First Draft Statement on the potential risks from cadmium in the maternal diet
Last updated: 17 March 2022
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This is a paper for discussion.
This does not represent the views of the Committee and should not be cited.
1. The Scientific Advisory Committee on Nutrition (SACN) last considered maternal diet and nutrition in relation to offspring health in its reports on ‘The influence of maternal, fetal and child nutrition on the development of chronic disease in later life’ (SACN, 2011) and on ‘Feeding in the first year of life’ (SACN, 2018). In the latter report, the impact of breastfeeding on maternal health was also considered. In 2019, SACN agreed to conduct a risk assessment on nutrition and maternal health focusing on maternal outcomes during pregnancy, childbirth and up to 24 months after delivery; this would include the effects of chemical contaminants and excess nutrients in the diet.
2. SACN agreed that, where appropriate, other expert Committees would be consulted and asked to complete relevant risk assessments e.g., in the area of food safety advice. This subject was initially discussed during the horizon scanning item at the January 2020 meeting with a scoping paper being presented to the Committee in July 2020. This included background information on a provisional list of chemicals proposed by SACN. It was noted that the provisional list of chemicals was subject to change following discussion by COT who would be guiding the toxicological risk assessment process: candidate chemicals or chemical classes can be added or removed as the COT considered appropriate. The list was brought back to the COT with additional information in September 2020. Following a discussion at the COT meeting in September 2020, it was agreed that papers on a number of components should be prioritised. This draft paper presents information on the potential effects of cadmium on maternal health.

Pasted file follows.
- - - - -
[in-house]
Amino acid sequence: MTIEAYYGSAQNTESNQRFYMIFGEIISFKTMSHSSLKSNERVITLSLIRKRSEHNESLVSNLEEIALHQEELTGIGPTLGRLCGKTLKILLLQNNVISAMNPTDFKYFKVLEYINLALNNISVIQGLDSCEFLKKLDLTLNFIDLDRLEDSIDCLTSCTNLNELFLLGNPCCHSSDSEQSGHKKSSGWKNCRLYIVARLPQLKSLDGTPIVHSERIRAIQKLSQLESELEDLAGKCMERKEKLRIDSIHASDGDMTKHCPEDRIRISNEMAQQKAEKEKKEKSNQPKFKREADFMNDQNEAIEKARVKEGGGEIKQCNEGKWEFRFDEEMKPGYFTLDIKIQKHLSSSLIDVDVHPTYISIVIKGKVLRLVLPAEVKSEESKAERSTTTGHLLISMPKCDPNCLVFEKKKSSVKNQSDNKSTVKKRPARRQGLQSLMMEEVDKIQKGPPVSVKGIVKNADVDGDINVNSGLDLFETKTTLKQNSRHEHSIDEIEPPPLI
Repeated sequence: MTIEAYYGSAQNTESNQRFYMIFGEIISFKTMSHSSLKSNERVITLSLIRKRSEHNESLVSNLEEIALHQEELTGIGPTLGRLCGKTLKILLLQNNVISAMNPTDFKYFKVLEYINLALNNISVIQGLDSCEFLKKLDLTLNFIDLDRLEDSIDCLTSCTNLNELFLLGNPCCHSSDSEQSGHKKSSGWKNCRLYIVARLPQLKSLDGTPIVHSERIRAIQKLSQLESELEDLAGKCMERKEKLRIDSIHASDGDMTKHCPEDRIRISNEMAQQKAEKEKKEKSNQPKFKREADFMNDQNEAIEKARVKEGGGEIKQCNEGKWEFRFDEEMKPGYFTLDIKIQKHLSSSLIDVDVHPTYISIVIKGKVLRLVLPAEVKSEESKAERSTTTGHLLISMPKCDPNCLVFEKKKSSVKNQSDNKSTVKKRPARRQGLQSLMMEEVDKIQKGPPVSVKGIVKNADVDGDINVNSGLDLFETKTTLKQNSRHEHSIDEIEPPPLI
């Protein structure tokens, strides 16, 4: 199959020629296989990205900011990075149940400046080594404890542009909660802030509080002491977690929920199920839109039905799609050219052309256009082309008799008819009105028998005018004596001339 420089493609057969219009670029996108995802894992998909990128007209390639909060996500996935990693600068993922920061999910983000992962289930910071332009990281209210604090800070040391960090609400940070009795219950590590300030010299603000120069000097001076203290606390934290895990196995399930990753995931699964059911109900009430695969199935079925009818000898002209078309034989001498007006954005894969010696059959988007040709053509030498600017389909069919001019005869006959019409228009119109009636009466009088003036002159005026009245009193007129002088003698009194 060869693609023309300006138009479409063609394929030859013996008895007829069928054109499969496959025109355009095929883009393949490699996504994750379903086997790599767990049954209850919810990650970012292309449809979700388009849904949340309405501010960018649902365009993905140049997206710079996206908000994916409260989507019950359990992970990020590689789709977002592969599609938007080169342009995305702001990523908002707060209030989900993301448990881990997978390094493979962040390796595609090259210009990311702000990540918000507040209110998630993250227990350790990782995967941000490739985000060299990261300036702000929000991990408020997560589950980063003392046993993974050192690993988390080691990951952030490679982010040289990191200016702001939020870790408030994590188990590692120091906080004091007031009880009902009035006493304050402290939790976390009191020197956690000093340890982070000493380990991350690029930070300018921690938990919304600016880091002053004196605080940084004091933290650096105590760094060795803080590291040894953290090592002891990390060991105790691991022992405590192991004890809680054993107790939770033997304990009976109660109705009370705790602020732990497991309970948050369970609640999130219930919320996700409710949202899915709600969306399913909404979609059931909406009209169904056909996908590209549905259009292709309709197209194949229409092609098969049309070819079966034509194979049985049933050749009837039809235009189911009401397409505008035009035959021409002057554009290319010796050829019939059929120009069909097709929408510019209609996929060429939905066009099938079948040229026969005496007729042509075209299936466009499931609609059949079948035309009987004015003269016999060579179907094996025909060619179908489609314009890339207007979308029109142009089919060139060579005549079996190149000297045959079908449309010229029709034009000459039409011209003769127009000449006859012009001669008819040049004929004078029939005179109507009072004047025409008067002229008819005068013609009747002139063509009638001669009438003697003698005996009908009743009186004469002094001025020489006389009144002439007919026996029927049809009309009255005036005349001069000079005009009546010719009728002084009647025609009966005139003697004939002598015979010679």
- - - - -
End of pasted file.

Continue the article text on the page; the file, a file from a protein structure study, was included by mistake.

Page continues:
3. Following the Committee discussions at the December 2021 meeting, additional information has been provided on a) exposures in subpopulations, especially with regard to certain foodgroups such as rice, b) non-dietary cadmium sources, such as smoking as well as potential direct/indirect and synergystic/additive effects of cadmium and c) the role metallothionine plays in the body and in the placenta, where applicable. Information has been included in Appendix B to thestatement on the breakdown of subpopulations in the TDS. The information has also been summarised in the text and tables are suggested to be removed in the final statement.
4. Members also highlighted that the total daily exposure used in the exposure assessment was an appreciable overestimate because the upper bound 97.5th percentile intakes would not be consumed for all commodities. However, this was the standard approach but the uncertainties should be reflected in the document.
5. Attached at Annex B to this paper is an unpublished paper provided by UK HSA colleagues which considers toxicokinetic modelling of cadmium exposure in the kidney. Members are asked to consider whether any of the information it contains could be used in the risk assessment or for any other comments they may have on this paper.
Questions for the Committee
6. The Committee are asked to consider the following questions:
a) Does the Committee have any comments on the content and structure of this draft statement?
b) Does the Committee have any comments on the currently unpublished modelling paper attached at Annex B and does the Committee consider that contents of the paper affects the outcome of the cadmium risk assent in the maternal diet?